Posts Tagged ‘Brenda Shaughnessy’
November 3, 2011 | by Lorin Stein
It takes guts to apostrophize a heavenly body. Everybody’s seen them: Sappho, Keats, Mayakovsky, O'Hara, you name it. After all these millions of years, what’s left to say? And to write a poem addressing the moon herself—a breakup poem, no less!—you had better be extremely naive, or else know exactly what you’re doing, and get lucky, too.
This is what bravery looks like in a poem. It is not (necessarily) a matter of sharing personal information. To my mind, a brave poem is one that risks seeming stupid or grandiose or frivolous, that nods in recognition at various poems that came before, then sweeps past, racing toward the thing it came to say.
The first time I read Brenda Shaughnessy’s poem “I’m Over the Moon” five years ago, it was a Sunday and I was sitting at the breakfast table. I remember because “I’m Over the Moon” is the only poem I have ever read out loud at a breakfast table. Having read it, I had to share it. The poem marked a new directness in Shaughnessy's work (“I've had to learn to be direct”), but all the sass and sense of humor I loved from before were intact. Lately “I'm Over the Moon” has been on my mind again (ever since we published two of Shaughnessy’s more recent poems in the Review).
It is the first entry in our series “The Poem Stuck in My Head”: Read More »
September 6, 2011 | by Sadie Stein
It avails not, neither earthquake nor hurricane nor suspended subway service— The Paris Review comes out on time. It’s a doozy, if we say so ourselves, and not to be missed. Subscribe now, or renew, and receive a limited-edition Paris Review café au lait cup. You can sip in style while you enjoy a full year of fiction, poetry, and prose.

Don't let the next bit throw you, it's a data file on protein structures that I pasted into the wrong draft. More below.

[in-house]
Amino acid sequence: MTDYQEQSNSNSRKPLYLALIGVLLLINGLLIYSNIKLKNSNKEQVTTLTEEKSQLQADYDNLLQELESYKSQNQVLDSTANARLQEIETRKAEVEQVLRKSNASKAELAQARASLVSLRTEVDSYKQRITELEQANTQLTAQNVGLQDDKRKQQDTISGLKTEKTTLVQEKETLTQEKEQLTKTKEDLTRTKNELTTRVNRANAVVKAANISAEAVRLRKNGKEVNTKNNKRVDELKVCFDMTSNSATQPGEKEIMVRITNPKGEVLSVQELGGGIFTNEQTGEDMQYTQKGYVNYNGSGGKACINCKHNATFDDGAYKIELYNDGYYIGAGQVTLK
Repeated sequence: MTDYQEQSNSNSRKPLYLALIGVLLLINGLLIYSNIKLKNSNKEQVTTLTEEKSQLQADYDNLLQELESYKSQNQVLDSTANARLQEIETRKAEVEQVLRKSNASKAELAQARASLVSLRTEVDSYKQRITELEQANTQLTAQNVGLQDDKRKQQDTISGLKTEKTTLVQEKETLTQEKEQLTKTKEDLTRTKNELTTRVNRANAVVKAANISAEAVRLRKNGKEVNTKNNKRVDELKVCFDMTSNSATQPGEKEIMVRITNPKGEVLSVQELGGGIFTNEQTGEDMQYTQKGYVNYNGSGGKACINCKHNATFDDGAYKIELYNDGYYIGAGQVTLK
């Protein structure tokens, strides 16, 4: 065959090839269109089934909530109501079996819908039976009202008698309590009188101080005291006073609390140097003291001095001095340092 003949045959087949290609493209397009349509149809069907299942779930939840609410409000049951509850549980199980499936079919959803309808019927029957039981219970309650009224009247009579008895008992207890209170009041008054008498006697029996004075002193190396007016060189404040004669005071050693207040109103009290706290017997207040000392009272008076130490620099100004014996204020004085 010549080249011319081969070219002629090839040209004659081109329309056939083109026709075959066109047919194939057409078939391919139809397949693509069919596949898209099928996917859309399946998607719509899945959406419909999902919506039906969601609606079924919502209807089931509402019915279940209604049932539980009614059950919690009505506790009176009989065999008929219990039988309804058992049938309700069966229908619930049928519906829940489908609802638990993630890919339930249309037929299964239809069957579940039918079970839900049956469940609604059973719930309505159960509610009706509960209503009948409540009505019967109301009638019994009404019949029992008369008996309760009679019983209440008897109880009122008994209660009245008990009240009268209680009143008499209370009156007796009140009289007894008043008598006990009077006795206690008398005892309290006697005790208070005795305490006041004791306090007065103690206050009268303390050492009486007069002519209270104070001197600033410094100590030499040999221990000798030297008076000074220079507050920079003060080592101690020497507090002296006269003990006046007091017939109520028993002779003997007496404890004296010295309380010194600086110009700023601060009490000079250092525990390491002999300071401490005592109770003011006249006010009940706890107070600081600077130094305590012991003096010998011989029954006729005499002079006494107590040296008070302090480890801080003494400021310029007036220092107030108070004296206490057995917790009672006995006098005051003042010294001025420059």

In the fall issue:
Nicholson Baker discusses the pleasures of writing smut:
Sexual arousal itself is a kind of drug. It has also turned out to be one of the few plots I can actually handle. If I imagine a man and a woman talking, and I know that later on they’re going to be taking some of their clothes off, that pulls me merrily along ... The basic boy-meets-girl plot in which they talk a little bit and then they have some kind of slightly bizarre sex—that plot I can do. Other plots are harder.
So many children—most of them obnoxious-looking. It’s a fact: 99 percent of all photographs ever taken have little brats in them. Mugging, leering, pushing one another. Wielding fearsome Betsy Wetsy 147 dolls. Pouting in pajamas on the floor over unsatisfactory Christmas presents. Prancing egotistically. The sort of kids that Wittgenstein, back when he was a mean, half-demented schoolmaster in the Austrian Alps or wherever it was—long before Cambridge and the Tractatus—would have walloped upside the head and thrown in the snow. How is it, indeed, that I have so many of them? More, even, than Joyce Carol Oates has written novels. And not one, needless to say, did I get for free.
Geoff Dyer on Tarkovsky. Lydia Davis on translating Flaubert. The Dennis Cooper interview. Fiction by Roberto Bolaño and newcomer Kerry Howley. Poems by Sharon Olds, Brenda Shaughnessy, Constantine P. Cavafy, Paul Muldoon, Jeff Dolven, Meghan O’Rourke, and Forrest Gander.